Run1 ran in 31542 hsecs
Run2 ran in 11489 hsecs
run 1 ran in 274.54% of the time
Run1 latches total versus runs -- difference and pct
Run1 Run2 Diff Pct
14,049 398,035,535 398,021,486 .00%

So, in terms of time, looking good but oh my word, look at those latches.
I scratched my head for some time and reviewed my code several times.
Eventually, I reversed the order of the procs.

Run two revealed similar, note the reversed times “proving” that I had indeed swapped the calls around:

Run1 ran in 11501 hsecs
Run2 ran in 31257 hsecs
run 1 ran in 36.79% of the time
Run1 latches total versus runs -- difference and pct
Run1 Run2 Diff Pct
14,049 263,512,363 263,498,314 .01%

So, my version is definitely significantly faster but what’s up with the latches. Whichever call is second is reporting massive latches. There’s an explicit rollback after a call to both versions to reset the data. The rollback is in the right place. They’re both inserting exactly the same number of rows. So….

Why do YOU think that might be?

More to follow at a later date.


5 Responses to A runstats poser

  1. Mr. Ed says:

    Notice from Tom Kyte’s site:

    “You should note also that the LATCH information is collected on a SYSTEM WIDE basis.”

    But something else is going on here. Why do you have three rows of “table scan rows gotten”?

  2. dombrooks says:

    The latch information is collected on a system wide basis – thanks for highlighting that. I did mention that nothing else was happening on the database at the same time, and that was my point, but it’s better to be clear.
    Regarding the multiple rows of the same stat, that is a clear pointer of the problem. It took me a long time to notice that.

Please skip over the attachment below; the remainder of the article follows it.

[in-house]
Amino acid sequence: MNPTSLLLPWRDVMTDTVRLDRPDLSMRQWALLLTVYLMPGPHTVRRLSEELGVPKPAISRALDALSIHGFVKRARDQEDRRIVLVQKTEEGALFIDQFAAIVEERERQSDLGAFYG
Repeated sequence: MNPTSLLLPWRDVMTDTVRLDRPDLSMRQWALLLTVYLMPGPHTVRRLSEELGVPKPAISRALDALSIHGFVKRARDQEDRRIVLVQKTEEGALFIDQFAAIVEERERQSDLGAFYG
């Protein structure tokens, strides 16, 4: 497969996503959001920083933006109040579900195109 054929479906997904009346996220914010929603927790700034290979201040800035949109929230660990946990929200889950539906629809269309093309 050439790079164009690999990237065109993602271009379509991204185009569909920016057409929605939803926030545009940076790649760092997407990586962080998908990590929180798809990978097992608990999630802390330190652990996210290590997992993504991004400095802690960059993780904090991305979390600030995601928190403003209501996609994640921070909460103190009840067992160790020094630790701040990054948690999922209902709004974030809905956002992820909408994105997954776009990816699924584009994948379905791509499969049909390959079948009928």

My problem was that the rollbacks were also rolling back the runstats_pkg actions. Whilst the run_stats table is a global temporary table set up as “on commit preserve rows” the runstats_pkg was transactionally the same as the routines it is calling/testing. The addition of an AUTONOMOUS_TRANSACTION pragma declaration and a commit should resolve the situation.
    Anyway, something to be aware of if the thing that you’re testing is doing a rollback somewhere along the line.

  3. Mr. Ed says:

    Might also want to do the rollback after the call to runstats, so that you’re not measuring rollback performance.

  4. dombrooks says:

    The downside of that is that I want to rollback after both routines. Without the rollback, the second routine won’t do the same work.

    So, with the rollback within the call to runstats, whilst I am losing my measurement of the work of the standalone call away from my test harness, with both calls doing the same inserts and the same rollback, I am at least comparing like to like.

    Thanks for your comments.

  5. A Billington says:

    I’ve encountered this issue before, so I wrote a “resumeable runstats” to allow you to pause, rollback and restart the runstats. If it’s of any use to you, see http://www.oracle-developer.net/utilities.php for the download.